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International Influences Help us Prepare Students for a Changing World

In That Used to Be Us, Thomas Friedman and Michael Mandelbaum (2011) wrote, "In the span of a decade, people in Boston, Bangkok, and Bangalore, Mumbai, Manhattan, and Moscow, all became virtual next-door neighbors."

This influence of technology and globalization is something we are all experiencing, even though we may not realize it. For example, the iPhone was released in 2007, the iPad in 2010. In less than a decade, the expansion of these and similar technologies has significantly changed how we work and interact with people we can now "see" around the world.

What does this mean for education? Today's students will be working in the global marketplace. How are we preparing them for this ever-changing future? How are we learning from educators around the world? How are we preparing our educators?

Learning Forward has been purposefully expanding its global influence as an international association of learning educators. We have a growing membership of international educators, and our staff is working to get smarter about how education systems around the world are learning and growing, engaging with educators in Canada, Australia, and Singapore, just to name a few.

I experience this influence in many ways. As a participant in Learning Forward's Academy, a 2 1/2-year extended opportunity to grow as a learning leader, I saw up close the passion of educators from Northern Lights School Division in Alberta, Canada. How they view their work impacted how I view mine. This district is a learning community that aligns the work of educators around improving student learning.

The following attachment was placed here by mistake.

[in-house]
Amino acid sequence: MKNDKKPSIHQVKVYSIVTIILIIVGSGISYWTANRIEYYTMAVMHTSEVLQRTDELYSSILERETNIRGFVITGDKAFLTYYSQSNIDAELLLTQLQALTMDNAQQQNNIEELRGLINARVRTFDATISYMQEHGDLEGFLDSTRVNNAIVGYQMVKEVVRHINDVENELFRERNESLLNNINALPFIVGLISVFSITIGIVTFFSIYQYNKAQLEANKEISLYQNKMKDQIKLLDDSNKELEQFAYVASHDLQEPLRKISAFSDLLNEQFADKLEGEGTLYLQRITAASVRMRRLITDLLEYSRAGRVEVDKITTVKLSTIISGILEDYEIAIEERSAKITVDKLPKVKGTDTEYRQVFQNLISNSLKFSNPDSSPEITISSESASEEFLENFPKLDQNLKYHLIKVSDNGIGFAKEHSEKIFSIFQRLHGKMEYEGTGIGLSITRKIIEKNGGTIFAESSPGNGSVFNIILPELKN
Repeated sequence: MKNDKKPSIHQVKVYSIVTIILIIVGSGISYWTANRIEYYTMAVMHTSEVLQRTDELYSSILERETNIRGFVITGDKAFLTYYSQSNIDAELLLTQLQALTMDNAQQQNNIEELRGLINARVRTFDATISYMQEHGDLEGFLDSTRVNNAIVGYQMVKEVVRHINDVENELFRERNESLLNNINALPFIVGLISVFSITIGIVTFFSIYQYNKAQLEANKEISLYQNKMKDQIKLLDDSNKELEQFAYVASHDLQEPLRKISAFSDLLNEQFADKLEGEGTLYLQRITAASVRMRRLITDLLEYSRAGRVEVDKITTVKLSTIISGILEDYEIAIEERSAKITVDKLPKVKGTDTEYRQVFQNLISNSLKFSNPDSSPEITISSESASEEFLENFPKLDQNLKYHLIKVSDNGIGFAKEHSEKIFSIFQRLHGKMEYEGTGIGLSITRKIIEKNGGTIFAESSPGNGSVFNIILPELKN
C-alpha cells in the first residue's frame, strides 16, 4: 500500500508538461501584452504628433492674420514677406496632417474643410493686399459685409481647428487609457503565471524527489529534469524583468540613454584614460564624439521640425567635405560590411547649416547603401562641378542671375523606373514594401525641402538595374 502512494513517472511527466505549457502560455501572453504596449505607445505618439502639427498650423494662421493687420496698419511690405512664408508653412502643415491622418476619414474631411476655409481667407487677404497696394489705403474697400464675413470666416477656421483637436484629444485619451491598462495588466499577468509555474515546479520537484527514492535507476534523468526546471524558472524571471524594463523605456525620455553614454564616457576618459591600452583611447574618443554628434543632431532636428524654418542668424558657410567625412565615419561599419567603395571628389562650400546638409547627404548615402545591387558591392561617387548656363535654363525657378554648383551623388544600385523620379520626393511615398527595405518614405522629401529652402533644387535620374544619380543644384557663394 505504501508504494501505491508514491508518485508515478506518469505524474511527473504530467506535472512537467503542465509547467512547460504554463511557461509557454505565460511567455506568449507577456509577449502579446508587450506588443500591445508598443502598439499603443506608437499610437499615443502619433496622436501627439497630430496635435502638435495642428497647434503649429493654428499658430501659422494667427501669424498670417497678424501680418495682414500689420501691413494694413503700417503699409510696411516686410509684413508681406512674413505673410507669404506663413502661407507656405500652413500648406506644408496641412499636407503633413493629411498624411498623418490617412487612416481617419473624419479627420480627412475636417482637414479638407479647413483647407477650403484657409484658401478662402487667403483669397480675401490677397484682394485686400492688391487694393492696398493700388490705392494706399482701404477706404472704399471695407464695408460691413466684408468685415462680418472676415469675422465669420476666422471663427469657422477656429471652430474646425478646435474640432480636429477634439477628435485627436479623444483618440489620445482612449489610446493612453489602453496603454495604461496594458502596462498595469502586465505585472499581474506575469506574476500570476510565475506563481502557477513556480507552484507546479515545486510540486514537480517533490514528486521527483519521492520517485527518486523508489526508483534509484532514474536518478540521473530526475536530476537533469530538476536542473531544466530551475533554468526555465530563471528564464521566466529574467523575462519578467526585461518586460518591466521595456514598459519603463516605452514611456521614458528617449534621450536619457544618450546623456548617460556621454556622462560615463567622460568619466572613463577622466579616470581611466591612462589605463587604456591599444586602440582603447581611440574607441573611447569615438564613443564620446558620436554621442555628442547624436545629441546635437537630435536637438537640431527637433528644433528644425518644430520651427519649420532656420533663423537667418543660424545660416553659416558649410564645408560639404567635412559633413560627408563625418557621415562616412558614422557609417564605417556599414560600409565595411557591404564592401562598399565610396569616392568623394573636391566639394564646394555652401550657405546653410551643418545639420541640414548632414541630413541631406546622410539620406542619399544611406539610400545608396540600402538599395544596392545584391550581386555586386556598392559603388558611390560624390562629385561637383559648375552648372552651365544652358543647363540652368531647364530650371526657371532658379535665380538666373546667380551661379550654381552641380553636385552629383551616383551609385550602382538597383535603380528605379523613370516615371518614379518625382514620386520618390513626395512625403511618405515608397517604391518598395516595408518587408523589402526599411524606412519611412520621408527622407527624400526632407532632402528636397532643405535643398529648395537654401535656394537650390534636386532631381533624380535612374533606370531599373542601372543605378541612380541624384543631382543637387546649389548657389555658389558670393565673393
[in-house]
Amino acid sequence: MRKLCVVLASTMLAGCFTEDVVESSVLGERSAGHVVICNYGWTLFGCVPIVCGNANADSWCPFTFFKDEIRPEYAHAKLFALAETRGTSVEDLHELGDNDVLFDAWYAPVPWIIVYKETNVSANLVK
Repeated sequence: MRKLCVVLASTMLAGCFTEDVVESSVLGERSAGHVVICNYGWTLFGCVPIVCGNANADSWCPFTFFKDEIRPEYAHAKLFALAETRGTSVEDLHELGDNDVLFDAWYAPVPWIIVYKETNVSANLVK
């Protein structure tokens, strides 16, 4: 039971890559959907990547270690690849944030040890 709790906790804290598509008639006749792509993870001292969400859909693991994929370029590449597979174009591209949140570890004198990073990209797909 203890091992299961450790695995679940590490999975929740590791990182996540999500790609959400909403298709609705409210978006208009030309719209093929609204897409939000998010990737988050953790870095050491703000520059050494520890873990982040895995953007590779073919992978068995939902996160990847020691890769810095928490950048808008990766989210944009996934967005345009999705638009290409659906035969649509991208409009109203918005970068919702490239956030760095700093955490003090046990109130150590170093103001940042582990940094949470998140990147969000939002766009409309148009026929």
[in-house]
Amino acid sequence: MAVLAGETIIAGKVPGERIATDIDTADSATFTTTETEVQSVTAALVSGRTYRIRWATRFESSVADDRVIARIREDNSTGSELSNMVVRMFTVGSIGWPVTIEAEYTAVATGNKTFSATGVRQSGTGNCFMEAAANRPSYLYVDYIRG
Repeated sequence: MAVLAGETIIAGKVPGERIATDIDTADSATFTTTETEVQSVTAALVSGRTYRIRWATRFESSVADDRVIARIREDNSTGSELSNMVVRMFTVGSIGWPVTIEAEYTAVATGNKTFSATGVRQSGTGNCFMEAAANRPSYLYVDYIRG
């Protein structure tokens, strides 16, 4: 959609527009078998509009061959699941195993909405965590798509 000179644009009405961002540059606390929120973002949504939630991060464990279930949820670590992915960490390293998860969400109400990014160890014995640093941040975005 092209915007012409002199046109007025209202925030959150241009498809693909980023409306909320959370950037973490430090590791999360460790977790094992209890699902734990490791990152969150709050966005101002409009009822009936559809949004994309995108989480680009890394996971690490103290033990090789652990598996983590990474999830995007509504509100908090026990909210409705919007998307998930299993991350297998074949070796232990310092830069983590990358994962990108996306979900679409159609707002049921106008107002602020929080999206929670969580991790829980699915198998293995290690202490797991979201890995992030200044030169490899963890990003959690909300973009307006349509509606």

The growing influence of international education is also present in the school district where I work. I recently spoke with a parent who is moving his children to our district in suburban Minneapolis from a school in Singapore. Our staff is planning the transition with the staff in Singapore just as they would if the student was moving from a community nearby. Like schools across the country, our classrooms have an international influence. Ten years ago, only 2% of our students spoke a home language other than English. Today, that number is 21%.

Last spring, I met five elementary students who had just spoken at a ceremony that recognized the school's progress with closing the achievement gap. Four of the five students have lived in another country, and they are each younger than 9.

This growing diversity is also apparent among our teachers. We have teachers who have taught in Europe, Asia, Canada, and South America. They bring a wealth of experience as well as knowledge of effective professional practice that benefits the whole staff.

In a world that grows smaller by the day due to the convergence of technology and globalization, Learning Forward is growing in influence, connecting educators around the world so the students we work with are prepared to thrive in a future in which Boston and Bangalore are neighbors.

This post also appears in the June issue of JSD, arriving soon in member mailboxes.

Jeff Ronneberg
Learning Forward president, Board of Trustees

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The opinions expressed in Learning Forward's PD Watch are strictly those of the author(s) and do not reflect the opinions or endorsement of Editorial Projects in Education, or any of its publications.

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